Department of Arts, Heritage, Regional, Rural and Gaeltacht Affairs

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Department of Arts, Heritage, Regional, Rural and Gaeltacht Affairs
Department overview
Formed 8 July 1977
Jurisdiction Ireland
Headquarters 23 Kildare Street, Dublin 2, D02 TD30
53°20′24″N 6°15′21″W / 53.34000°N 6.25583°W / 53.34000; -6.25583
Minister responsible
Department executive
Website ahrrga.gov.ie

The Department of Arts, Heritage, Regional, Rural and Gaeltacht Affairs (Irish: An Roinn Ealaíon, Oidhreachta, Gnóthaí Réigiúnacha, Tuaithe agus Gaeltachta) is a department of the Government of Ireland. The mission of the department is to contribute to the economic, social and cultural progress of Irish society and the enrichment of its quality of life through promoting sustainable tourism; encouraging excellence in artistic achievement; facilitating greater access to the arts; and preservation of Ireland's cultural inheritance. It is led by the Minister for Arts, Heritage, Regional, Rural and Gaeltacht Affairs who is assisted by two Ministers of State.

Departmental team[edit]

The official headquarters and ministerial offices of the department are at 23 Kildare Street, Dublin 2. The department also has offices in South Frederick Street in Dublin and in New Road, Killarney, County Kerry. The departmental team consists of the following:

Overview[edit]

In carrying out its mandate the department undertakes a variety of functions including:

  • formulation, development and evaluation of policy and structures to promote and foster the practice and appreciation of the creative and interpretative arts and to encourage the development of the Irish film industry
  • enabling the national cultural institutions to preserve and protect Ireland's moveable heritage and cultural assets,
  • protecting the archaeological heritage and maintaining the Archaeological Survey of Ireland,
  • maintaining the National Inventory of Architectural Heritage and recommending the protection of buildings of at least regional significance, and
  • creating an environment enabling the National Cultural Institutions to flourish through the provision of financial resources and an appropriate policy framework.

The Department is responsible for funding important Irish cultural institutions like

and organisations such as:

History[edit]

The Minister for Economic Planning and Development was created by the Ministers and Secretaries (Amendment) Act, 1977. The title was renamed Minister for Energy by order in 1980 and again in 1993 the title changed to Minister for Tourism and Trade. Several more title changes occurred, the current title was created on 6 May 2016.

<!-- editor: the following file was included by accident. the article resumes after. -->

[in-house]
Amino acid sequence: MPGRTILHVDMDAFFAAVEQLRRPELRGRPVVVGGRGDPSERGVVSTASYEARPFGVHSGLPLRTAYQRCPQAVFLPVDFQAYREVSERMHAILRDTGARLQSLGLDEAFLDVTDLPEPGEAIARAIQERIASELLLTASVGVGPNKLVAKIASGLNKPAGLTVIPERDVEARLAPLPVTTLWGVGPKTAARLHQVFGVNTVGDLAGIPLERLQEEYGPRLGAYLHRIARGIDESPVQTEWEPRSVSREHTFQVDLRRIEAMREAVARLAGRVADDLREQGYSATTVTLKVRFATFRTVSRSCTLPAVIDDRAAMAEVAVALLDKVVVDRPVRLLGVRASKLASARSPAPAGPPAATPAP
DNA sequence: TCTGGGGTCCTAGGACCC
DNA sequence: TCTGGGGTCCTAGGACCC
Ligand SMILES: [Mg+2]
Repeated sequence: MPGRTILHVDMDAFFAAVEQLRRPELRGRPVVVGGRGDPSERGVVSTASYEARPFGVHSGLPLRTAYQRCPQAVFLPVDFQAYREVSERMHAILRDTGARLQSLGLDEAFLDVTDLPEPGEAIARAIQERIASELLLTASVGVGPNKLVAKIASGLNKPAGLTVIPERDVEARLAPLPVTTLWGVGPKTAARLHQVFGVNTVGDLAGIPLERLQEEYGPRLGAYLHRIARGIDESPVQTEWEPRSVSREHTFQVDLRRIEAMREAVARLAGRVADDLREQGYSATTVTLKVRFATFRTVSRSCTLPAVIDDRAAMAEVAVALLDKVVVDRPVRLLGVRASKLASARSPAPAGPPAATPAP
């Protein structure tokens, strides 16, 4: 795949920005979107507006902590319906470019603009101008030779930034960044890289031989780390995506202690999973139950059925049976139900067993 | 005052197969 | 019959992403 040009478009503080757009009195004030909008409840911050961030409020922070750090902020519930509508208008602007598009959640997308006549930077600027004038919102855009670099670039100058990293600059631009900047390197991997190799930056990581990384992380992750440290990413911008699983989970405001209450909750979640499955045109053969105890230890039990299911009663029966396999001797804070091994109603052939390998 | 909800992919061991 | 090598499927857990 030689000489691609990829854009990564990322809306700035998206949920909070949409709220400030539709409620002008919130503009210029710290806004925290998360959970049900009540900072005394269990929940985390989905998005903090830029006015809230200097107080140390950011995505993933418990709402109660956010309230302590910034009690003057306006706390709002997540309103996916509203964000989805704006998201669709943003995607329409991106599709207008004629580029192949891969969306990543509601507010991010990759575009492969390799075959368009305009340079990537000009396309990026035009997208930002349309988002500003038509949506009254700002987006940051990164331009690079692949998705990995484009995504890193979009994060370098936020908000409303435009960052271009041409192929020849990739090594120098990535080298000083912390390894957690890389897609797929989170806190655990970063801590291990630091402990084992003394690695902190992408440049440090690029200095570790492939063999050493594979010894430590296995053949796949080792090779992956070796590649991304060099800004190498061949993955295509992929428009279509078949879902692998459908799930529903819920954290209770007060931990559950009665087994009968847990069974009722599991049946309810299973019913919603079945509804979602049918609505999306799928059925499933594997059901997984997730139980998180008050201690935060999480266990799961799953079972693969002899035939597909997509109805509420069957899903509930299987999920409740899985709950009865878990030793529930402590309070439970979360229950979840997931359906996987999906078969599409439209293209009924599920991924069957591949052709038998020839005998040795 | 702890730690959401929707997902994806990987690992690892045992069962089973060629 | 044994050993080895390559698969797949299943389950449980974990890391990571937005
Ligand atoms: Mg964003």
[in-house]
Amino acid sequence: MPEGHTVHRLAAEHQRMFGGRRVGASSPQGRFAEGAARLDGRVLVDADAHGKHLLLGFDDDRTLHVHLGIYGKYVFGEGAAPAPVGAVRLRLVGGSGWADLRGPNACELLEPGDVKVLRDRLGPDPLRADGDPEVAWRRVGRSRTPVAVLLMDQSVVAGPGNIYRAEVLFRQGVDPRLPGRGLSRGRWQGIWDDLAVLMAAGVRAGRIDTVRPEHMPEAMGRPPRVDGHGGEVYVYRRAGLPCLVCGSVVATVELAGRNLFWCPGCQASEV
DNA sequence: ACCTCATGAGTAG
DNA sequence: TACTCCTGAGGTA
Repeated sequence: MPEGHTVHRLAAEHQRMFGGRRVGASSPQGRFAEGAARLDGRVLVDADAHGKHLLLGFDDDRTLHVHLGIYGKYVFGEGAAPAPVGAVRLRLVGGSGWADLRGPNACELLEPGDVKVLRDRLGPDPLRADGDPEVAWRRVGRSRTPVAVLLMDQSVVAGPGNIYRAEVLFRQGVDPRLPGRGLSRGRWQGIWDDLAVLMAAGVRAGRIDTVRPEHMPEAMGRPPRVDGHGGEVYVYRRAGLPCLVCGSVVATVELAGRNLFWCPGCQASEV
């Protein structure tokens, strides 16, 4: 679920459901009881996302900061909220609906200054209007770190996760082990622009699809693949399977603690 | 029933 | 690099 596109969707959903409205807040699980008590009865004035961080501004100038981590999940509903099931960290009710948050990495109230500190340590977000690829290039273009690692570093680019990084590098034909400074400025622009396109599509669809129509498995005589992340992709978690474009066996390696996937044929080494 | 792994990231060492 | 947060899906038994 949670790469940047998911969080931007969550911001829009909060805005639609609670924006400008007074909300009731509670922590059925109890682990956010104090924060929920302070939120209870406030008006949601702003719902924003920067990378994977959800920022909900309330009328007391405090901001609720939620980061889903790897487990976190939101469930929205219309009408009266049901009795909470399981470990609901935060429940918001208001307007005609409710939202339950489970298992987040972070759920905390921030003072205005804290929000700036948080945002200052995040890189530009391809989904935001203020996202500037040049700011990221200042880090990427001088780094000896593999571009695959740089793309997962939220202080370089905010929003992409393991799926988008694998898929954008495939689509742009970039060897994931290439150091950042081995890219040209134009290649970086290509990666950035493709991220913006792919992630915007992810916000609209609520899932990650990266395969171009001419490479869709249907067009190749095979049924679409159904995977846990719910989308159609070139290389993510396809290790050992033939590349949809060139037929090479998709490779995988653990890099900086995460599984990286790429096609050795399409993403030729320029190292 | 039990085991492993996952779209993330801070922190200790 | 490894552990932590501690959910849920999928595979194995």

The following changes of name had corresponding to changes of function, such that the notionally continuous department has no practical identity with the earlier stages of its incarnation; it gradually acquired its current competences from other Departments of State, and lost its former competences to them.

  • Department of the Gaeltacht (1956–1993)
  • Department of Economic Planning and Development (1977–1980)
  • Department of Energy (1980–1981)
  • Department of Industry and Energy (1981–1983)
  • Department of Energy (1983–1993)
  • Department of Arts, Culture and the Gaeltacht (1993–1997)
  • Department of Tourism and Trade (1993–1997)
  • Department of Arts, Heritage, Gaeltacht and the Islands (1997–2002)
  • Department of Tourism, Sport and Recreation (1997–2002)
  • Department of Arts, Sport and Tourism (2002–2010)
  • Department of Community, Rural and Gaeltacht Affairs (2002–2010)
  • Department of Community, Equality and Gaeltacht Affairs (2010–2011)
  • Department of Tourism, Culture and Sport (2010–2011)
  • Department of Arts, Heritage and the Gaeltacht (2011–2016)[1]
  • Department of Arts, Heritage, Regional, Rural and Gaeltacht Affairs (2016–present)[2]

See also[edit]

References[edit]

  1. ^ Collins, Stephen (10 March 2016). "Momentous day for 31st Dáil as Kenny elected Taoiseach". Irish Times. Dublin. Retrieved 7 May 2016. 
  2. ^ "Simon Harris moves to Health as new Cabinet announced". Irish Times. Dublin. 6 May 2016. Retrieved 7 May 2016. 

External links[edit]